"Last year, in the semi-final of the Rabo, we were the better team. But they just had that winning mentality to go on and finish the game off.
"Those are the small things that make a big difference, so if we can improve on that, that will be the difference between winning trophies or not."
Bowe believes there is a psychological barrier to be broken down. Ulster have done it in Europe, witness four successive seasons in which they have emerged from their pool, this after years of not being able to do so.
For years, too, winning in France proved to be impossible. But, having finally broken the hoodoo in 2013, Ulster repeated that success the following season.
"Not winning a trophy has been a bit of a monkey on our backs," he admitted. "We have been close, but we haven't quite managed it. I think if we were to win one, we'd go on to win a good many more. Hopefully this is the year.
"Last year we were in a position to do it; we had the home quarter-final in the Heineken Cup but, unfortunately, things went the way they did there. Then in the PRO12 semi-final, Leinster were there for the taking and we didn't quite do it.
"I've no doubt that if we were to get through that, it would make a big difference."
Asked if he truly believes Ulster are strong enough to compete on two fronts, Bowe was in no doubt.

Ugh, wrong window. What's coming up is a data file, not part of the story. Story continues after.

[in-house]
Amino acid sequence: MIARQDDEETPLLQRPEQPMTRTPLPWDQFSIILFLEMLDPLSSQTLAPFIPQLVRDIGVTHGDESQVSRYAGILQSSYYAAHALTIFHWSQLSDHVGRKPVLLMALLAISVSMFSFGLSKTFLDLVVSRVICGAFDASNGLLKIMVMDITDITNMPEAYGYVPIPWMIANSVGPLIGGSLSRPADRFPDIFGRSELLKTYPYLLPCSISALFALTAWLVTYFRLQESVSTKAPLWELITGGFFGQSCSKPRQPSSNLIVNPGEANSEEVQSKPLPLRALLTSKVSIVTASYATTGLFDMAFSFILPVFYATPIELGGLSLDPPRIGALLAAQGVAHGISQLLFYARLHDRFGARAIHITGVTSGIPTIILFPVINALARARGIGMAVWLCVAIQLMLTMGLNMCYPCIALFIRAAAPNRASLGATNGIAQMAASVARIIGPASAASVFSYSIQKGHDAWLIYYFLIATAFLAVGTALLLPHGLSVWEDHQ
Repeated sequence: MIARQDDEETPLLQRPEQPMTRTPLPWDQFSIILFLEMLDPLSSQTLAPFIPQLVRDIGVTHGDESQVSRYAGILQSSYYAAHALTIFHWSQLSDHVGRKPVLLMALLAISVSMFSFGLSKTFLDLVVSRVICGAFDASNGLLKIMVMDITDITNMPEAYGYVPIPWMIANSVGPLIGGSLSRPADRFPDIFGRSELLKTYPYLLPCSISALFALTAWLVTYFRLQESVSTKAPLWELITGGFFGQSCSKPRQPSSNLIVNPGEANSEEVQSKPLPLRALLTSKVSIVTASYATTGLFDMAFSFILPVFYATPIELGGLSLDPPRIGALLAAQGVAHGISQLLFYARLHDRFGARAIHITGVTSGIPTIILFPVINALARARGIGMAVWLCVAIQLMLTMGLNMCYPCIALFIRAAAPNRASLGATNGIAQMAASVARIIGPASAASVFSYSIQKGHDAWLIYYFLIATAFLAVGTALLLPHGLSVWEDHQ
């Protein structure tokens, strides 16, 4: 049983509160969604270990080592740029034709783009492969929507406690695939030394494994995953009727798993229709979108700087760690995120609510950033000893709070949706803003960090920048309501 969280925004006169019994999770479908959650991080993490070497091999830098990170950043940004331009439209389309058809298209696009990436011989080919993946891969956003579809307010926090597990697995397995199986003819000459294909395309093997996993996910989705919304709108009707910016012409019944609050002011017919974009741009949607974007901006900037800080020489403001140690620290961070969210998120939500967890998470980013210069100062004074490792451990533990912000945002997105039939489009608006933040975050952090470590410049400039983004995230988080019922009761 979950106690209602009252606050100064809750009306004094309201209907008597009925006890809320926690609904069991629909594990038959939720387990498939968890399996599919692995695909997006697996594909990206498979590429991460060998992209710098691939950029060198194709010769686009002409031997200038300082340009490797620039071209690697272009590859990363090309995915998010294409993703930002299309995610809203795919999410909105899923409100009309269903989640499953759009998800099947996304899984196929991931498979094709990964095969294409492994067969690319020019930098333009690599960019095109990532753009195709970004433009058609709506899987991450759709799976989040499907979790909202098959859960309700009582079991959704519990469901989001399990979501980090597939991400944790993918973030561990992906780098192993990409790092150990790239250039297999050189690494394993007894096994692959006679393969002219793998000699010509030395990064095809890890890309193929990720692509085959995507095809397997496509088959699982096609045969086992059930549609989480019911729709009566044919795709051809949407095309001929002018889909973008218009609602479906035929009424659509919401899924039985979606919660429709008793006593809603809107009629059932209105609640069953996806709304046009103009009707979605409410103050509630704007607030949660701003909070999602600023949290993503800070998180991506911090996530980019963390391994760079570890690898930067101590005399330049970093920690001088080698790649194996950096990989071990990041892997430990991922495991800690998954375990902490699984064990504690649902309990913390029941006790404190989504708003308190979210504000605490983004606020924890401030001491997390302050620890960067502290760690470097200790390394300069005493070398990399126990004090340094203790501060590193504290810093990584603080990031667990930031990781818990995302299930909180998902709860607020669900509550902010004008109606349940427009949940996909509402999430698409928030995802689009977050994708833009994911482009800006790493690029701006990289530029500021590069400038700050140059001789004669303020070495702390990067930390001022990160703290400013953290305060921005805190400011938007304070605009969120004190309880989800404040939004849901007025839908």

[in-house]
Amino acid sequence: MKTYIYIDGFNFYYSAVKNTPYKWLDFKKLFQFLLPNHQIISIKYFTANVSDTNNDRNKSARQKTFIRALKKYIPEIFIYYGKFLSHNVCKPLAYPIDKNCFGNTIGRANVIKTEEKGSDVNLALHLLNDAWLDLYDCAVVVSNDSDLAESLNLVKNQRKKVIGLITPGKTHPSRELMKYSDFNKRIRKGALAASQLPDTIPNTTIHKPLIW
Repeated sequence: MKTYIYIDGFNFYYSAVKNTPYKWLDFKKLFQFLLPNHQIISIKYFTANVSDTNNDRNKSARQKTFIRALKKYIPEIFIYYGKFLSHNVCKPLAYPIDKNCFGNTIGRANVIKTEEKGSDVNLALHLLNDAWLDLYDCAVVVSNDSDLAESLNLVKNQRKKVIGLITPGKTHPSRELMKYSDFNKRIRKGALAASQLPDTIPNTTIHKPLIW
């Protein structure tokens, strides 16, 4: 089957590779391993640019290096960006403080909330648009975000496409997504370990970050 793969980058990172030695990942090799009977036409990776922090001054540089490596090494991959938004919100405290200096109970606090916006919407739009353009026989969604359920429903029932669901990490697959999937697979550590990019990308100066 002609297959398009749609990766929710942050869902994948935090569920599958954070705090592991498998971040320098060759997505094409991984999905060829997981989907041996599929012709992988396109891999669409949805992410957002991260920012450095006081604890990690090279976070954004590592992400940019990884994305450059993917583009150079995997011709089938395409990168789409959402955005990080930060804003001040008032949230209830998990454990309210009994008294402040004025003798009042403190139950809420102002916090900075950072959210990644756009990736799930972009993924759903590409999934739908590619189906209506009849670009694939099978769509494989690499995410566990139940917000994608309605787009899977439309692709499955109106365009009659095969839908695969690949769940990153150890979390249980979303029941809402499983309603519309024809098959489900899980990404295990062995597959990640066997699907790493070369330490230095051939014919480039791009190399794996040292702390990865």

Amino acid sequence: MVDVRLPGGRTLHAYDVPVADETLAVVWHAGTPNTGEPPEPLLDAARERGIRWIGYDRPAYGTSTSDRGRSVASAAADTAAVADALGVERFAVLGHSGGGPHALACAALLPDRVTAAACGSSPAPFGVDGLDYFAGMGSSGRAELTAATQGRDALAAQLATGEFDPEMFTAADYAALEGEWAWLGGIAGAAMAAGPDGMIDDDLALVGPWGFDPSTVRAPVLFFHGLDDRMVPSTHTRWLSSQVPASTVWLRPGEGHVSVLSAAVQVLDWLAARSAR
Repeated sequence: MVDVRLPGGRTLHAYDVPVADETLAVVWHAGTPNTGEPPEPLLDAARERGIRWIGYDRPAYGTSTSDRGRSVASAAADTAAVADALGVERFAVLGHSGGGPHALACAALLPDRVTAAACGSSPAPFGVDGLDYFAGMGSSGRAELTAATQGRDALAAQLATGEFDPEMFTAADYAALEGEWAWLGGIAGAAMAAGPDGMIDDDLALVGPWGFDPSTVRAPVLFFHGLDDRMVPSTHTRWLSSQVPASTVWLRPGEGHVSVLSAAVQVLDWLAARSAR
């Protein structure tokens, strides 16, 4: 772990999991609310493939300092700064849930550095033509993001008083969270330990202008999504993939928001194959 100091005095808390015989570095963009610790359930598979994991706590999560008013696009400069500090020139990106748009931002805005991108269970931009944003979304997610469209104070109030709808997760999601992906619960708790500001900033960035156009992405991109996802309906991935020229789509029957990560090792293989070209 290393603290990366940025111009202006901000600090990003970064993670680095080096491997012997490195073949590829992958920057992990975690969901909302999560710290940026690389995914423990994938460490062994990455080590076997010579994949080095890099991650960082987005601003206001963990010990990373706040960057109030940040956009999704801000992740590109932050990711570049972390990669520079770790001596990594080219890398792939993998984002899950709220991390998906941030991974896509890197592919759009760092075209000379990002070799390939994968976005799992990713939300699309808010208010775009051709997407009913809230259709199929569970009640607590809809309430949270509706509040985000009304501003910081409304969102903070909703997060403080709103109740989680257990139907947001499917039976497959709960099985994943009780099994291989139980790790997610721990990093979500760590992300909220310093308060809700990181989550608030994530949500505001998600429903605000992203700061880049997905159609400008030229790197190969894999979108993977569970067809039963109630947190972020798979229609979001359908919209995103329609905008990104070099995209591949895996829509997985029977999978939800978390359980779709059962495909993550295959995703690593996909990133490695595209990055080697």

"I definitely think we are," he replied. "It's difficult, and with this new (European) competition it's going to be even more difficult. But we've seen the likes of Leinster able to do it and we've certainly got the squad that can do it now.
"The strength in depth we have at the minute is frightening. So yeah, I think we're in a great position to go forward in both competitions."
Even allowing for the loss of players like Johann Muller, John Afoa, Tom Court, Stephen Ferris and Paddy Wallace, Bowe is upbeat in his assessment of this Ulster squad that has been inherited by interim Director of Rugby Les Kiss.
"Stevie and Paddy have been stalwarts of Ulster Rugby for a long, long time," he said. "Obviously Johann and John are big losses, but Stephen and Paddy were big personalities off the pitch as well.
"They represent what Ulster are about, so they're going to be missed, no doubt about that. But we have so many young fellas coming through that I think we can feel very positive about it.
If you just look at the first-centre berth you have Luke Marshall and Stuart McCloskey, who is a massive lump of a guy, but has great feet and is very skilful, and Stuart Olding, who is another real talent.
"All three of those young ones have been very impressive. And then, potentially, you have Darren Cave who can play 12 as well. That's the standard of competition for one position."
The competition for places in the back three is no less impressive, with South African full-back Louis Ludik having joined during the summer. Jared Payne is another choice at 15, though a switch to 13 could take him out of the mix. But both Ricky Andrew and Peter Nelson want the job, too, while Gilroy and Olding offer further options.